Court name
High Court Main Division
Case number
HC-MD-CIV-ACT-DEL- 5058 of 2019
Title

Government of The Republic of Namibia v Mbwale (HC-MD-CIV-ACT-DEL- 5058 of 2019) [2022] NAHCMD 301 (16 June 2022);

Media neutral citation
[2022] NAHCMD 301
Case summary:

Prescription – Prescription of claim – Any defect in respect of service can be cured by the entering of opposition by the party served on.

 

Delict – Negligence – Unauthorized driving of police vehicle – Written trip authority necessary even for a vehicle allocated for official duties when driven to another town – Defendant overturned the motor vehicle and plaintiff suffered damages as a result.

Headnote and holding:

Plaintiff’s case is that defendant, on 19 November 2016 on the Khorixas/Outjo main road, overturned a police vehicle while he was driving it without authority. As a result, the vehicle was damaged and defendant is liable for it. The issues raised are prescription, denial that defendant had no authority to drive the vehicle on the particular day and no negligence in the overturning of the police vehicle.

 

Held that defendant was a Warrant Officer at the time. Therefore, the service of the summons at Opuwo police station on Sergeant Andreas was not strictly in terms of rule 8(2)(c) since she cannot be said to be ‘…apparently in authority over…’ the defendant.  However, she was clearly the conduit through whom the summons was eventually handed to defendant by Inspector Karupa. Defendant entered appearance to defend, filed a plea and the matter ended up in court. Any defect in respect of service can be cured by the entering of opposition by the party served on.  Therefore, the special plea of prescription is dismissed.

 

Held that the evidence is clear, and was not contradicted under cross-examination, that a written trip authority is necessary even for a vehicle allocated for official duties when driven to another town. Defendant overturned the motor vehicle and plaintiff suffered damages as a result.

Coram
Coleman J

REPUBLIC OF NAMIBIA

Coat of Arms.bmp

HIGH COURT OF NAMIBIA MAIN DIVISION, WINDHOEK

 

JUDGMENT

 

                                                                      Case no: HC-MD-CIV-ACT-DEL-2019/05058

 

In the matter between:

 

GOVERNMENT OF THE REPUBLIC OF NAMIBIA                                      PLAINTIFF

 

and

 

MICKEY MWALONGATJINI MBWALE                                                       DEFENDANT     

Neutral citation:      Government of The Republic of Namibia v Mbwale (HC-MD-CIV-ACT-DEL-2019/05058) [2022] NAHCMD 301 (16 June 2022)

 

Coram:          COLEMAN J

Heard:           09 - 10 & 12 May 2022

Delivered:     16 June 2022

 

Flynote:         Prescription – Prescription of claim – Any defect in respect of service can be cured by the entering of opposition by the party served on.

 

Delict – Negligence – Unauthorized driving of police vehicle – Written trip authority necessary even for a vehicle allocated for official duties when driven to another town – Defendant overturned the motor vehicle and plaintiff suffered damages as a result.

 

Summary:     Plaintiff’s case is that defendant, on 19 November 2016 on the Khorixas/Outjo main road, overturned a police vehicle while he was driving it without authority. As a result, the vehicle was damaged and defendant is liable for it. The issues raised are prescription, denial that defendant had no authority to drive the vehicle on the particular day and no negligence in the overturning of the police vehicle.

 

Held that defendant was a Warrant Officer at the time. Therefore, the service of the summons at Opuwo police station on Sergeant Andreas was not strictly in terms of rule 8(2)(c) since she cannot be said to be ‘…apparently in authority over…’ the defendant.  However, she was clearly the conduit through whom the summons was eventually handed to defendant by Inspector Karupa. Defendant entered appearance to defend, filed a plea and the matter ended up in court. Any defect in respect of service can be cured by the entering of opposition by the party served on.  Therefore, the special plea of prescription is dismissed.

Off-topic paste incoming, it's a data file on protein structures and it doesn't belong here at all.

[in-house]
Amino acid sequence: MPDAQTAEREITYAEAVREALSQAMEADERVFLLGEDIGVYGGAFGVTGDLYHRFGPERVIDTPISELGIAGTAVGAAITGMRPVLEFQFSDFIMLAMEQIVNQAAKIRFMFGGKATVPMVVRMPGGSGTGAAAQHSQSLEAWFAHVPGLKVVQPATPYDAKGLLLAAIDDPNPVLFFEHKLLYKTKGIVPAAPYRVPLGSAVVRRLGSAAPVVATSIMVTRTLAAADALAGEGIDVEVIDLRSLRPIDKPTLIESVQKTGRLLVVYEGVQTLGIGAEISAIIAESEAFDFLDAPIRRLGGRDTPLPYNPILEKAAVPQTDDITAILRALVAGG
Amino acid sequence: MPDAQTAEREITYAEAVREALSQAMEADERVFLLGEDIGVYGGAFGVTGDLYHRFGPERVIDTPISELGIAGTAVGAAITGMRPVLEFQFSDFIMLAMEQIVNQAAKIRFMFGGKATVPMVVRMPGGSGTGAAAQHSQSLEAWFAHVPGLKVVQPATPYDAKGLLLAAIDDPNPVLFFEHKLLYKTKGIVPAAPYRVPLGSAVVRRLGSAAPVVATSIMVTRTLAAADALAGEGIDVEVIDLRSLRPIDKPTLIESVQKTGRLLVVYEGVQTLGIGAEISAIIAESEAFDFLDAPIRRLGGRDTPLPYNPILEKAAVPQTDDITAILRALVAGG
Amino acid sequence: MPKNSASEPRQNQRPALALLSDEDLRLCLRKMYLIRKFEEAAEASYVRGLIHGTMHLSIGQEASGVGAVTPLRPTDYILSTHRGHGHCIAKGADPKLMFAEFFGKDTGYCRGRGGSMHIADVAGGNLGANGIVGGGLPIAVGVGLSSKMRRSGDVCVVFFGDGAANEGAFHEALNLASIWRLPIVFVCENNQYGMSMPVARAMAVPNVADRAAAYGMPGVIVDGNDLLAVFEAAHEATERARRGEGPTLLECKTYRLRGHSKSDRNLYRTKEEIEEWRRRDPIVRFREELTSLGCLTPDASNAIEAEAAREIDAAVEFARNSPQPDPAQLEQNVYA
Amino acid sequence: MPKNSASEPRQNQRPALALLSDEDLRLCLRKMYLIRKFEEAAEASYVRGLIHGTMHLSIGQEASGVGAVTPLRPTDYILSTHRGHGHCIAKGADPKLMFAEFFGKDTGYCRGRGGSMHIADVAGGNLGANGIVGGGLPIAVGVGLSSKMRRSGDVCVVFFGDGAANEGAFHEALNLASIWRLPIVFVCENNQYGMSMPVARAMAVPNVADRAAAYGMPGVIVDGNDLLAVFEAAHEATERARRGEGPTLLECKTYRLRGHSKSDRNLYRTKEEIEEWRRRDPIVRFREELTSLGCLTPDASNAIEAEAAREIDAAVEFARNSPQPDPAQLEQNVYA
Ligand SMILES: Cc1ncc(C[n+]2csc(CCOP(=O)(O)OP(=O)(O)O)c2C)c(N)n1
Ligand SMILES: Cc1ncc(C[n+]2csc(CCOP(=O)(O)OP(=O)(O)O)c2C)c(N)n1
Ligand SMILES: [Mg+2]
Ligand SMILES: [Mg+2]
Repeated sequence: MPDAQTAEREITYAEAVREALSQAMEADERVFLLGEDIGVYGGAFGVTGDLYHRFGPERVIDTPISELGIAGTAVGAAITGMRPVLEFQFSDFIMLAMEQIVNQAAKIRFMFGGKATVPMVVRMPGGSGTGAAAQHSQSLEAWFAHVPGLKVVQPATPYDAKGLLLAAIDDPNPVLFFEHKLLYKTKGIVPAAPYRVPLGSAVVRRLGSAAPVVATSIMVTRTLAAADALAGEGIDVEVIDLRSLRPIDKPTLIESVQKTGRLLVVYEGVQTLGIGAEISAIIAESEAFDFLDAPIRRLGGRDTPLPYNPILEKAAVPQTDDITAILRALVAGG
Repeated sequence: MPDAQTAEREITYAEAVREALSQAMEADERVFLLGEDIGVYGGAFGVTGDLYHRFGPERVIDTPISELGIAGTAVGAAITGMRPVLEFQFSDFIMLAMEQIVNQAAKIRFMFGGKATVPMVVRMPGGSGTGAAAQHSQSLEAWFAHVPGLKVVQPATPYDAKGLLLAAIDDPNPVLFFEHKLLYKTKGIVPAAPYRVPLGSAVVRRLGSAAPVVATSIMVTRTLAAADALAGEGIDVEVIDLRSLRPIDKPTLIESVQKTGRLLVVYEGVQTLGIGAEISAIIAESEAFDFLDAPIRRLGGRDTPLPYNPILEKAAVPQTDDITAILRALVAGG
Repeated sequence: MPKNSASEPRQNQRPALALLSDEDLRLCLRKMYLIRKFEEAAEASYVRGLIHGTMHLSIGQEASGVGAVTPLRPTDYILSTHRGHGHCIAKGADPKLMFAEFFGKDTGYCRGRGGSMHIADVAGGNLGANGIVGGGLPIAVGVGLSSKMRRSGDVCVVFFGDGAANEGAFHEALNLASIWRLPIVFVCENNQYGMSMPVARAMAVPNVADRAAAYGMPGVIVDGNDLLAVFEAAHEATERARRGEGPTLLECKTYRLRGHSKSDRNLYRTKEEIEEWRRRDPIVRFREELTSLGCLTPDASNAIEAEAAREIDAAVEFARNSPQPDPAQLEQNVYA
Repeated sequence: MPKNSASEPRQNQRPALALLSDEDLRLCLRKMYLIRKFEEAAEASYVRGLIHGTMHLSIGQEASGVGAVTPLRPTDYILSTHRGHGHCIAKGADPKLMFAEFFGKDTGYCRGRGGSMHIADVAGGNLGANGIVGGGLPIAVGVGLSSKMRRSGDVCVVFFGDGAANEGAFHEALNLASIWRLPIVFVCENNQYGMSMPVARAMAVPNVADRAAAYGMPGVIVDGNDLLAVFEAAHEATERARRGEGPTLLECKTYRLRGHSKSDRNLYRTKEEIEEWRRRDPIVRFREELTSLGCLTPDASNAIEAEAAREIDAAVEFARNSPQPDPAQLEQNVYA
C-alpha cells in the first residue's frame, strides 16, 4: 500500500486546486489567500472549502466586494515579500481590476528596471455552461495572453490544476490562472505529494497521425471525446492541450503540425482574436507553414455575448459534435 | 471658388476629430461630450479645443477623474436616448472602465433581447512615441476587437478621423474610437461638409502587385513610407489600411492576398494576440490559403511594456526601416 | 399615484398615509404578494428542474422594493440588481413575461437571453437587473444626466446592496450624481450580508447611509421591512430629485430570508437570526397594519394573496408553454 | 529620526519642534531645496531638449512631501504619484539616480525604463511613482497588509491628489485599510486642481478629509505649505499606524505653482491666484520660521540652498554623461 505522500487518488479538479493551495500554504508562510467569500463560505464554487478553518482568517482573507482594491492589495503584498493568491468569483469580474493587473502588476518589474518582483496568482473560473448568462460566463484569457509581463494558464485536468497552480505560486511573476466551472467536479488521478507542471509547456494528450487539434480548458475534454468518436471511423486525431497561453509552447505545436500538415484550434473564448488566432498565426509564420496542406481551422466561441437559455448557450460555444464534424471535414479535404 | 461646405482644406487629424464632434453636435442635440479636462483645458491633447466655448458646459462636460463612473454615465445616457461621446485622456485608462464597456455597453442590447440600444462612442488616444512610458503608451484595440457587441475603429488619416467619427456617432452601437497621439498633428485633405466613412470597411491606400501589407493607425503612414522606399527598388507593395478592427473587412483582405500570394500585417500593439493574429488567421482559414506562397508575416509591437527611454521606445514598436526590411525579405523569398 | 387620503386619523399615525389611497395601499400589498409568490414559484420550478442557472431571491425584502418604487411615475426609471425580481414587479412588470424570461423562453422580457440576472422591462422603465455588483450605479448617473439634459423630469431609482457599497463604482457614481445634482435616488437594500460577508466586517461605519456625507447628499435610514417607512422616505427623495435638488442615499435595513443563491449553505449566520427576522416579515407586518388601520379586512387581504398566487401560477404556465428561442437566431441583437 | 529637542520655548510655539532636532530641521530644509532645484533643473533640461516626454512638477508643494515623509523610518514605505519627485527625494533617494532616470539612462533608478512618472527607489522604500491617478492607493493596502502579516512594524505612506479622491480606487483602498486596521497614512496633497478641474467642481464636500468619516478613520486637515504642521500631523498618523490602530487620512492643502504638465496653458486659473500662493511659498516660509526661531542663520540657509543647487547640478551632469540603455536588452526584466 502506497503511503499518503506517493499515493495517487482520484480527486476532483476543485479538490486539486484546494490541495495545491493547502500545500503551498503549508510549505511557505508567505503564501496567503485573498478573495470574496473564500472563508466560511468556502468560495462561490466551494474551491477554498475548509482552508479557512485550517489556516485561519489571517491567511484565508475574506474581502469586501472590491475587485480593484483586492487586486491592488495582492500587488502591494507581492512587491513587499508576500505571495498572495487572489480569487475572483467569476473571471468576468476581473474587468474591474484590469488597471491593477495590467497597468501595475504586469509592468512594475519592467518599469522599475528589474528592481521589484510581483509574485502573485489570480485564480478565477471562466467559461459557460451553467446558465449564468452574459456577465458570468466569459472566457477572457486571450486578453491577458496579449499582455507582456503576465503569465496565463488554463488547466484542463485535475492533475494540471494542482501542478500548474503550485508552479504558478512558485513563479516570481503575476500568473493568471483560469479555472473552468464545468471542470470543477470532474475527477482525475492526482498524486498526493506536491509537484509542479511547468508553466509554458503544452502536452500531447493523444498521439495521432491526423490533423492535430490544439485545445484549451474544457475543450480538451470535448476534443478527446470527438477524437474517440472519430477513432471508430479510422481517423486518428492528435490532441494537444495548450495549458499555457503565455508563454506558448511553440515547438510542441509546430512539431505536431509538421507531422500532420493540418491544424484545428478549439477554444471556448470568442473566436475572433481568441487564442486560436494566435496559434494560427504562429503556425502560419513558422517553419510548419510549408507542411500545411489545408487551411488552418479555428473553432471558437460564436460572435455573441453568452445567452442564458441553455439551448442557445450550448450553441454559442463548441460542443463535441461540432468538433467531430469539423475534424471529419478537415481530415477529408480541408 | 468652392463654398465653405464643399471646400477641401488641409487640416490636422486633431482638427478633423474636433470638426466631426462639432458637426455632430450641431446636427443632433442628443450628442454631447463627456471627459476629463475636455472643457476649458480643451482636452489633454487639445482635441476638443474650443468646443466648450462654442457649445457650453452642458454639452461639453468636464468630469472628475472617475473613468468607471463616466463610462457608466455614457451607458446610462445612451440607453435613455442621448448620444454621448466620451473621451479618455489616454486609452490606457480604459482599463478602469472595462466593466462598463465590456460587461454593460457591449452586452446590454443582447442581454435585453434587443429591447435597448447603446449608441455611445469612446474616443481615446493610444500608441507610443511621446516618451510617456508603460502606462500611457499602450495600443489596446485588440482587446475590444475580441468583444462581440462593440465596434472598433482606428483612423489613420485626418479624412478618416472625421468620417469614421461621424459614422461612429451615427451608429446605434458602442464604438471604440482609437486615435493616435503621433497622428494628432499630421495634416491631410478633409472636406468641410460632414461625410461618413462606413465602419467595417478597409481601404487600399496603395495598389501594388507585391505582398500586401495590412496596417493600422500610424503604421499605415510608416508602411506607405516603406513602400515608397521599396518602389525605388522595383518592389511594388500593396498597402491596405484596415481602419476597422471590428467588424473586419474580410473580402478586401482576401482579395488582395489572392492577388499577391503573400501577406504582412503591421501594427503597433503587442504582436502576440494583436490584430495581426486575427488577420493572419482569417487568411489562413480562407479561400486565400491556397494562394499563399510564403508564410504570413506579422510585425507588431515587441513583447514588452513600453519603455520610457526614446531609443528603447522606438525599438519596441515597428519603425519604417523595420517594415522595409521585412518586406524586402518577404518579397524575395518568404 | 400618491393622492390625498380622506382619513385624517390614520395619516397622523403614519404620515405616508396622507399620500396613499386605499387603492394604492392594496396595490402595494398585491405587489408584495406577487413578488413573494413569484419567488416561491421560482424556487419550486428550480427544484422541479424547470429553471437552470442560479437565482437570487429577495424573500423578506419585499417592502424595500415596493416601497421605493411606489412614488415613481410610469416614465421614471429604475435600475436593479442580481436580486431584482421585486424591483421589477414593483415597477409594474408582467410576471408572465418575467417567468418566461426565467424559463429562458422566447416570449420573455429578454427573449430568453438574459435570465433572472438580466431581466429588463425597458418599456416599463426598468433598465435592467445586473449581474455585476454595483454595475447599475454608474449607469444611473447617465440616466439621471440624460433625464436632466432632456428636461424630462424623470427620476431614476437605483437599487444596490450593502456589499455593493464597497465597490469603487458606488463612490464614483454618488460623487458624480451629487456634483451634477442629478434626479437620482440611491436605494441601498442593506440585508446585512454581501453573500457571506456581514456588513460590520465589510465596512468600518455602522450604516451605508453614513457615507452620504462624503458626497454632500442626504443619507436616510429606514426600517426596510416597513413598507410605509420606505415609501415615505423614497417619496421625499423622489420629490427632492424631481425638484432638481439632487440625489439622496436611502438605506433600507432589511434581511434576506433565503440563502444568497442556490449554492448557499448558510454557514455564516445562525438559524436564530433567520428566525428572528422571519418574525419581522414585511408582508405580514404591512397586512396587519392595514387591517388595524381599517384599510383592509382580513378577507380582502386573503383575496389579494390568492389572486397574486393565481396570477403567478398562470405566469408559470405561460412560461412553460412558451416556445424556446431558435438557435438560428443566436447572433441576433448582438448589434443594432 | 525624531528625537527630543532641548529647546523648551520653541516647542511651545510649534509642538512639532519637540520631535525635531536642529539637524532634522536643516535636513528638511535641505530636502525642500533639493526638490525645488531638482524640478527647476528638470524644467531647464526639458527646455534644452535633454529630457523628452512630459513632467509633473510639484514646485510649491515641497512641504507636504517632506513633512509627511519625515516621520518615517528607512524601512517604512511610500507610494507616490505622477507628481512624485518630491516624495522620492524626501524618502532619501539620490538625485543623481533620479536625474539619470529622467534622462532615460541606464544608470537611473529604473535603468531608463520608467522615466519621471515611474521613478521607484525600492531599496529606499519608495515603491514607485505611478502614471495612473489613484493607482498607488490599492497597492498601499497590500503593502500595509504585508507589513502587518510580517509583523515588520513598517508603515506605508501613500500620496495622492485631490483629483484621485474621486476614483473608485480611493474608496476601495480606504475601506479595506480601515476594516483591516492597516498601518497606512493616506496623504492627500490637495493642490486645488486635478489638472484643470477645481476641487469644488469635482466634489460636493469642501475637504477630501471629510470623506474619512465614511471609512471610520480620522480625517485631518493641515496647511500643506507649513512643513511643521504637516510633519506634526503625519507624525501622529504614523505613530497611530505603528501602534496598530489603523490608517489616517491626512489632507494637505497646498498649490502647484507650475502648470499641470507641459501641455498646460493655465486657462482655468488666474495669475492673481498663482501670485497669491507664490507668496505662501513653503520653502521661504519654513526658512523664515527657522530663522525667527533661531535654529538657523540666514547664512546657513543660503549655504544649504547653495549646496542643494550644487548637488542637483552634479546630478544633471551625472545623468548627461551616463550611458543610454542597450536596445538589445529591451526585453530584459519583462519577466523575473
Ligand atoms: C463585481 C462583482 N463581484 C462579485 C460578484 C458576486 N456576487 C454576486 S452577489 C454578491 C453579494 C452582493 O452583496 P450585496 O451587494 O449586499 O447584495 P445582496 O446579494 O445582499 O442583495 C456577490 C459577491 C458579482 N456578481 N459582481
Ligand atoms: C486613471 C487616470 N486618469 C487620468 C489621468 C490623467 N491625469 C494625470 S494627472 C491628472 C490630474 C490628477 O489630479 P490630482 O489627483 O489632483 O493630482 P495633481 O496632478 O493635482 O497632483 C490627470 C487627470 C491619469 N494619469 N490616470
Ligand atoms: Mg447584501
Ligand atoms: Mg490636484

Held that the evidence is clear, and was not contradicted under cross-examination, that a written trip authority is necessary even for a vehicle allocated for official duties when driven to another town. Defendant overturned the motor vehicle and plaintiff suffered damages as a result.

ORDER

 

  1. Defendant is ordered to pay plaintiff N$ 149, 625.47.

 

  1. Interest is payable on the said amount at the rate of 20% per annum from the date of this order; and

 

  1. Defendant is to pay plaintiff’s costs.

 

  1. The matter is finalized and removed from the roll.

 

 

 

JUDGMENT

 

COLEMAN J:

 

Introduction

 

[1]        This is a delictual claim. Plaintiff claims N$ 149, 625.47 from defendant for damage to a police vehicle which defendant was driving when he overturned it. The alleged delict is the defendant’s unauthorized driving of the police vehicle.

 

[2]        The issues raised are prescription, denial that defendant had no authority to drive the vehicle on the particular day and no negligence in the overturning of the police vehicle.

 

Plaintiff's case

 

[3]        Plaintiff’s case is simply that defendant on 19 November 2016 on the Khorixas/Outjo main road overturned a police vehicle while he was driving it without authority. As a result, the vehicle was damaged and defendant is liable for it. 

 

Defendant’s case

 

[4]        The summons in the matter was served at the Opuwo police station on Sergeant Andreas on 18 November 2019. Defendant alleges that the summons was ‘improperly’ served and as a result the claim has prescribed.

 

[5]        Defendant denies that he drove the vehicle without authorization and pleads that although he had no written authority to drive to the Okonguarri psychotherapeutic centre near Outjo he acted within the course and scope of his employment or the execution of his duties. Therefore, he pleads, authorization was implied. He also denies negligence.